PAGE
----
More Phil Charles madness

June 28, 2010

I am sure most of you will remember the recent strange episode in South African astronomy, with SAAO Phil Charles being suspended for … err… well, it was never really clear exactly what he was suspended for. He endured a several day hearing behind closed doors and was publicly cleared. Except that the layer above SAAO, the NRF, said “well, anyway, we still reckon there’s issues, see”. But then the layer above them, the Ministry, said “I think you’ll find we all agree Professor Charles was cleared of all charges”. See my last update.

Now it seems madness is breaking out again. On January 26th SABC reported a partial eclipse, with nice warm quotes from Phil and the Science Minister about how important astronomy is for inspiring youth. However the day before, SABC reported NRF officials as stating darkly that financial irregularities in the running of SALT were being investigated at the request of the parliamentary Science and Technology Committee. Apparently the committee has “received a detailed report” from the NRF.

Now it gets really weird. Yesterday morning (June 29th) a member of that committee (the shadow minister for science) was reported as saying “eh wot pardon ? No such investigation, no such report”.

A little birdie tells me that today there will be a press release from NRF explaining all.

Italian science crisis update

June 25, 2010

A few weeks there was serious worry over the possible closure of the Italian National Institute for Astrophysics, INAF, which I blogged about here.  It seems the immediate panic was over, as the Government pulled back from closure, although they are still planning to cut positions drastically.

However, it seems there is still very serious worry in the scientific community in Italy overall about the government’s plans and intentions. I got an email alerting me to a website where you can sign a petition. I just did that, but I reckon they need a lot more.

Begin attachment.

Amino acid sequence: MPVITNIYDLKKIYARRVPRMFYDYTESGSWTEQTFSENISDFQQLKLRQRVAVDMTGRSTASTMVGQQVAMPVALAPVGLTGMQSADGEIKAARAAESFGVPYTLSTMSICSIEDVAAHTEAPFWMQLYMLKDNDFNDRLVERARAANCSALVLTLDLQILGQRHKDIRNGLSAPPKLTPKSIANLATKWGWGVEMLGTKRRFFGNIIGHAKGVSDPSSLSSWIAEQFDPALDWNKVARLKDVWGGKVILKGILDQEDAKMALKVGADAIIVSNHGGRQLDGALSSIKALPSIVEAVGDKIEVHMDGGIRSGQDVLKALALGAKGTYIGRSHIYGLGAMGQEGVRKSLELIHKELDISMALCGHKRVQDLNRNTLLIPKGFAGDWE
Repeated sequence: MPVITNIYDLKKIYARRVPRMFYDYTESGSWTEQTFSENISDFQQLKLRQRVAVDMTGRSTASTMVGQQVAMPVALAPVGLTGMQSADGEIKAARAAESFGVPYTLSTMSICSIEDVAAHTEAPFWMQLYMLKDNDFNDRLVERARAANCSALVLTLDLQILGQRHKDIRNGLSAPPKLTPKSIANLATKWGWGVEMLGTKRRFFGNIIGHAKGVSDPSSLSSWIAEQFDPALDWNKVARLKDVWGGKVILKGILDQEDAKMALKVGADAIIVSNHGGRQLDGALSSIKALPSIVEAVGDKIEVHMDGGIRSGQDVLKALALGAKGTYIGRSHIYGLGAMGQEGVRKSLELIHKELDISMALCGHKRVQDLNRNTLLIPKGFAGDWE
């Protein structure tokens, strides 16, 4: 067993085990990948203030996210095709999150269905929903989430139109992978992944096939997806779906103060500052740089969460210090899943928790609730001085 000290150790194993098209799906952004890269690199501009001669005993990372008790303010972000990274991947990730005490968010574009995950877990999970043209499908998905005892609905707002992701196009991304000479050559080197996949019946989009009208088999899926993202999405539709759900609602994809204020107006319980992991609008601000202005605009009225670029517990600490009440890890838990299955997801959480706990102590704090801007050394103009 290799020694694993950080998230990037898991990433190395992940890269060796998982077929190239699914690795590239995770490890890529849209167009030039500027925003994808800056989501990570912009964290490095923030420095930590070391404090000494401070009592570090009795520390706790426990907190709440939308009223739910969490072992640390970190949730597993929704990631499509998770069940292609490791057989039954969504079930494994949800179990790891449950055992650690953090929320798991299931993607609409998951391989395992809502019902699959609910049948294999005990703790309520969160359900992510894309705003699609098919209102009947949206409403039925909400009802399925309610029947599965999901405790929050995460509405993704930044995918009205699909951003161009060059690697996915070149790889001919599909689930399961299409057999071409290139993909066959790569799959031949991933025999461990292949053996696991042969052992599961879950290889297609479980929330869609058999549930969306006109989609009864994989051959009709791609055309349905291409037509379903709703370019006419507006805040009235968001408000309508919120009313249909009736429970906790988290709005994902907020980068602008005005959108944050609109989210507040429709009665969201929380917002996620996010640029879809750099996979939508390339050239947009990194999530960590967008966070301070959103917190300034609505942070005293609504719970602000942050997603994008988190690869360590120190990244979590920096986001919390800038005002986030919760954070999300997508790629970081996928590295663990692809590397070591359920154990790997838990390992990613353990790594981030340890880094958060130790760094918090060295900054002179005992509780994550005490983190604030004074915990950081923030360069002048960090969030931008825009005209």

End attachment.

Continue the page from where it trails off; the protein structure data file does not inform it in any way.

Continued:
You youngsters might also want to know that there is a Facebook Page for friends of Italian Astrophysics.

Meanwhile, here is another interesting contribution to the related UK debate – a BBC blog post by Susan Watts called “Can Science be an engine of growth in an age of austerity ?”

Earning a crust : paying for web content

June 23, 2010

Seems we have to wait a bit longer before finding out whether STFC gets screwed over. So. Hows about something different.

Some of you will have noticed that the web version of the Guardian is still free whereas The Times is not. Past the front page, its behind a paywall. Of course, all right thinking people recognise this for the evil it is, dirty capitalism eroding the freedom of the internet. Ain’t that right ? Maybe not. On Monday a wonderful article by Caitlin Moran appeared with the most insightful – and funny – left wing defense of charging for web content. Her basic argument is that in the historical past creative work was only possible if you were either rich and leisured, or sucked up to a rich patron. That changed in the twentieth century; ordinary working class folk with talent could earn a living wage, for example by working for a newspaper. Now, she says, the Bohemian insistence on everything being free means that people like her won’t get paid, and only rich folk will be able to afford to express themselves.